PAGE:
The 2014 CrossFit Regionals delivered plenty of surprises. Along with the numerous big name competitors who failed to qualify for the Games, we also had a few new faces make a name for themselves.
Rookie Zeke Grove was one of them.
The 22 year old was easily one of the biggest surprise packets at the Australia Region with a 7th placed finish in Wollongong.
Going into the competition, Grove had less than 18 months of CrossFit training behind him and lucky to even be there.
Grove initially failed to qualify for 2014 Australia Regional after finishing two places outside the region’s top 48 at the end of the CrossFit Open. While he was consistent for most of the Open, there was one workout that let him down, costing him a place inside the automatic quaificatio zone.
“I struggled through the deadlift box jump workout and came 250th, which really hurt my overall score,” Grove said.
“When the scores were being finalised after the last event I was in 42nd to 46th place before the last few athletes put their scores in and my mates were watching the leaderboard while I was coaching, but I slid down the rankings a little bit at the end.”
However, after two athletes chose to decline their individual invitations to the Entertainment Centre in Wollongong, Australia, Grove was given his chance and offered a second round invite to compete in the Australia Regional.
“I was over the moon to get there and went in with no expectations,” he said. “I just wanted to give it a solid crack.”
As always, the programming for Regionals was released well in advance and Grove said it suited him.
“I was pretty happy with it because it was gymnastics based, which is my strength,” he said. “Being a shorter guy with shorter leavers it works in my favour, especially the strict handstand push-ups.”
Grove showcased his gynmastic ability in just the second Event of the Regional, finishing seventh overall in the handstand walk. On Day 2 he did even better, setting the event record for Event 4, finishing the handstand push-up, front squat, burpee workout in a time of 9:51, beating the previous mark by more than 20 seconds!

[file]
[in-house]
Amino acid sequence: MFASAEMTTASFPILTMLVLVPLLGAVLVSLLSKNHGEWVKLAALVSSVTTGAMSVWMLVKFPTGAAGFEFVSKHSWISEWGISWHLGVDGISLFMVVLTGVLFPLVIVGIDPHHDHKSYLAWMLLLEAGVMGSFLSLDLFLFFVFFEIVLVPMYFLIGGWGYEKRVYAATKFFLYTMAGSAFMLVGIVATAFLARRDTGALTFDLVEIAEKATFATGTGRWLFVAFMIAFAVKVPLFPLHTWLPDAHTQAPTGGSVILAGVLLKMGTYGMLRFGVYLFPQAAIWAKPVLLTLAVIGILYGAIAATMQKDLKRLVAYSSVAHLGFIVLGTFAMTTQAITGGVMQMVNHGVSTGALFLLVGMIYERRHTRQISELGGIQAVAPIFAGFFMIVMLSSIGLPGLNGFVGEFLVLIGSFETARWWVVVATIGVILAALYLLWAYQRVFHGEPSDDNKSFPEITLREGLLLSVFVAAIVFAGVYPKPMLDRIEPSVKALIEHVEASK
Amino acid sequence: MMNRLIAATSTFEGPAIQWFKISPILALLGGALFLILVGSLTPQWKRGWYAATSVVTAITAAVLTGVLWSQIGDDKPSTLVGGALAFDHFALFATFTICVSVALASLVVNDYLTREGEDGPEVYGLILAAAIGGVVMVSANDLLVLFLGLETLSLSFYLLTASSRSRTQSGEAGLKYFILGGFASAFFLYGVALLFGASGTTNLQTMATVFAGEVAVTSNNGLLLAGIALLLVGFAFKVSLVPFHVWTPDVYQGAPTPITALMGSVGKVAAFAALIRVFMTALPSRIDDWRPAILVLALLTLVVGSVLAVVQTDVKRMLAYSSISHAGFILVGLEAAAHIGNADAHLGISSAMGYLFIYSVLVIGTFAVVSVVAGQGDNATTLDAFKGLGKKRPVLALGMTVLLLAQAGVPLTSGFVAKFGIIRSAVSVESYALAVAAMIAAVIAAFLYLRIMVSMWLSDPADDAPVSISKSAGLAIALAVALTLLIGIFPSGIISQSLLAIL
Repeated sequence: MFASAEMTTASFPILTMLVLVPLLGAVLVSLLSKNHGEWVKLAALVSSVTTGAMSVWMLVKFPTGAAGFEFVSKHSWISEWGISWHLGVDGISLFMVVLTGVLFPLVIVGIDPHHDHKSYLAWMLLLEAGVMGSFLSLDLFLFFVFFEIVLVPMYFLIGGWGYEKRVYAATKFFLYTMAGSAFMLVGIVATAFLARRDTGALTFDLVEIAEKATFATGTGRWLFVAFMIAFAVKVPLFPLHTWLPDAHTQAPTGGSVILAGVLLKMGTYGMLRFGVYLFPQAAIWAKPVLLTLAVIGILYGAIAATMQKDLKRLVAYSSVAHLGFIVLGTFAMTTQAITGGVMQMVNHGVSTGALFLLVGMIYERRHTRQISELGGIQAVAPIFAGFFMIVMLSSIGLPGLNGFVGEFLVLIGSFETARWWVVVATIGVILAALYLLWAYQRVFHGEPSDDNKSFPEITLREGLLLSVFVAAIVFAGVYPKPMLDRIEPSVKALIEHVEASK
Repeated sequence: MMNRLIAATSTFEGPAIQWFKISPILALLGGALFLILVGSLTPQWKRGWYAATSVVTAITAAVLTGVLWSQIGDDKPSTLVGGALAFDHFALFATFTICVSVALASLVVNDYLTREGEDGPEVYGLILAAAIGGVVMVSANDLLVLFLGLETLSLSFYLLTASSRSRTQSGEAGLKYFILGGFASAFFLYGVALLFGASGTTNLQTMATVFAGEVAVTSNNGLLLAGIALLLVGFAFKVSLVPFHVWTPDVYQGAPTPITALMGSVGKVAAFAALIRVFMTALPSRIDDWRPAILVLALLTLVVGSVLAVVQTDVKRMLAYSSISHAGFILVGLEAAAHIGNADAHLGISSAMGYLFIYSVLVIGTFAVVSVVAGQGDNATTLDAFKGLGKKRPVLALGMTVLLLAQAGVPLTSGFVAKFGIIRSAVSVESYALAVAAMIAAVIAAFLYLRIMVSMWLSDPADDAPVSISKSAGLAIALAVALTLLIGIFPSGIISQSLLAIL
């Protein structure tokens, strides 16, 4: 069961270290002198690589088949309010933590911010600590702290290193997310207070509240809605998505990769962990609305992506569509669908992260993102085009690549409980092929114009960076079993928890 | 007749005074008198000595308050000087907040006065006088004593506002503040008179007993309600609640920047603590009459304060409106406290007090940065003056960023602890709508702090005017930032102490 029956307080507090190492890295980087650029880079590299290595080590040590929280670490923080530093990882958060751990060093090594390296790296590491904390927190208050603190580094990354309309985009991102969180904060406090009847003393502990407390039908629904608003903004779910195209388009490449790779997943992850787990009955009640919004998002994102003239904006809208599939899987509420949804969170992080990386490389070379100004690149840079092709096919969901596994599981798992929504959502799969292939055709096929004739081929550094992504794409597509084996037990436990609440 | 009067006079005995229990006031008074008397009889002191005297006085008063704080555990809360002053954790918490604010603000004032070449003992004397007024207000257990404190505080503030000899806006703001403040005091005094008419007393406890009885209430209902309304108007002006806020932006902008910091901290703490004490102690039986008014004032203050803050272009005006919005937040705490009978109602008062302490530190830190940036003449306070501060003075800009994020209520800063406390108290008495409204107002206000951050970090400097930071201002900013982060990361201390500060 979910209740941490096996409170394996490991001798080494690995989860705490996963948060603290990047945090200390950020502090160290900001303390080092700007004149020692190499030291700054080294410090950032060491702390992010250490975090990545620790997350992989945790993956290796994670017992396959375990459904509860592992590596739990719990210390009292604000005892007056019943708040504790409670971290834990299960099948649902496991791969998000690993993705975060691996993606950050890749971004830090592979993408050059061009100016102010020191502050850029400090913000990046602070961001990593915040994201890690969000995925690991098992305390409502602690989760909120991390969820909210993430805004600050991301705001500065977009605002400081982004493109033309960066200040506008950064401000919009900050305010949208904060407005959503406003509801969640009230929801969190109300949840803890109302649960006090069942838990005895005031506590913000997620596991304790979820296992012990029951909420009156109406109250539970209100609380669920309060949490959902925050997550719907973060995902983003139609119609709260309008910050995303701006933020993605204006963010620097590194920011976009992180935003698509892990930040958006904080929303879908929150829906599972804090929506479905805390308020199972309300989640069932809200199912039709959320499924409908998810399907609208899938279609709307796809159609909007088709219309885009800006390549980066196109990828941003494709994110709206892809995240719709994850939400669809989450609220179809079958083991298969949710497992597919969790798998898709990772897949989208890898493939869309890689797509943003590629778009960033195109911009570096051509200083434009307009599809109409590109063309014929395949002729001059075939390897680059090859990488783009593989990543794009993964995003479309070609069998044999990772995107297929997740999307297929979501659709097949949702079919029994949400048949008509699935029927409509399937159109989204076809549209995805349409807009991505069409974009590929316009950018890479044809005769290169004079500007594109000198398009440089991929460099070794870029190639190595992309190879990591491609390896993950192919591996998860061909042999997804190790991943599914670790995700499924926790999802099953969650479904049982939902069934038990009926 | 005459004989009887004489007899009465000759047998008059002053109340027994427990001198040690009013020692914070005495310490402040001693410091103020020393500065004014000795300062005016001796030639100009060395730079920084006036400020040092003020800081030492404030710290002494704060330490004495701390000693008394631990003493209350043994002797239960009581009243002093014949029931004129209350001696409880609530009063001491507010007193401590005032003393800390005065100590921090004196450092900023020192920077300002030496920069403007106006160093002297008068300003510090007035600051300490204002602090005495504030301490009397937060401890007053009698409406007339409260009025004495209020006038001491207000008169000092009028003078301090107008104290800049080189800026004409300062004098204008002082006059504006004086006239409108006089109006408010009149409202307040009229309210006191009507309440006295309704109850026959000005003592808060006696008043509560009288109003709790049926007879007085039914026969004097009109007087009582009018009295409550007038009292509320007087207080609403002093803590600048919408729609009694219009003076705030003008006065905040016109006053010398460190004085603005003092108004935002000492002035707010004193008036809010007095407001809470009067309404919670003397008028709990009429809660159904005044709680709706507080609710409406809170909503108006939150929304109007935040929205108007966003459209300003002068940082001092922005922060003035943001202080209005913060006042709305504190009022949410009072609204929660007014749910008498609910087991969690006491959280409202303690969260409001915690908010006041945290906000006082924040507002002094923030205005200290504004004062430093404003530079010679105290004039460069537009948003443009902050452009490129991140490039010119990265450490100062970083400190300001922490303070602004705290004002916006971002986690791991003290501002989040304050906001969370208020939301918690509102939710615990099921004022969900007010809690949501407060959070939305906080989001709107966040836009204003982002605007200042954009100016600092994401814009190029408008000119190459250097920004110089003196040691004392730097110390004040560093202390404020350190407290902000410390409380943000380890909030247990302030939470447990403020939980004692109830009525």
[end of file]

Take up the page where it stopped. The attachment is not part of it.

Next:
“I didn’t even realise how well I had done until afterwards when I finished,” he said. “In training I’d completed the workout about a minute slower.
“I had no intention of it (breaking the record) and didn’t think I would, but the atmosphere egged me on and the whole time the only thing I could hear was the crowd screaming CJ Walker’s name so I felt like I was behind.
“I liked the burpees and the handstand push-ups and the front squats were heavy but manageable.”
Grove’s performance on the event catapulted him into the top 10 and, with an incredibly tight competition in the men’s half, made him a genuine podium contender.
“I was pretty stoked,” he said. “It was a little unexpected and I was lucky to be there anyway.”
At the end of the three days of competition, Grove finished in 7th overall with four top 10 finishes, which included a tie for third on the final event consisting of pull-ups and overhead squats.
Despite an impressive end to his first Regional campaign, Grove said there were weaknesses in his arsenal that were found out during competition.
“When the workouts were released for Regionals, the high rep deadlifts worried me in Event 5 and that showed in my result,” he said.
Event 5 was Grove’s worst finish of the competition with 42nd place.
“Before Regionals I’d just been doing my own thing and had neglected my posterior chain, but being with Darren’s been good,” Grove said.
“He’s helped me be a bit smarter in my training.”
Unlike many of the rookies who’ve become recognised names in the 2014 season, Grove doesn’t come from a professional weightlifting or gymnastics background.
“I grew up playing competitive golf and started playing rugby league when I was 12,” he said. “My fitness came from rugby league as we did a lot of CrossFit-style circuits.
“But I’m a really competitive guy so if there’s something I can’t do I work really hard to be able to do it.”
With eight months until the CrossFit season starts back up in 2015, Grove has his eyes set on a trip to the StubHub Centre in Carson, California as an individual competitor.
“After Regionals I got a bit of belief and confidence in myself that I could have a solid crack at it,” he said.
“The Games is a definite long-term goal. If not next year, the year after.”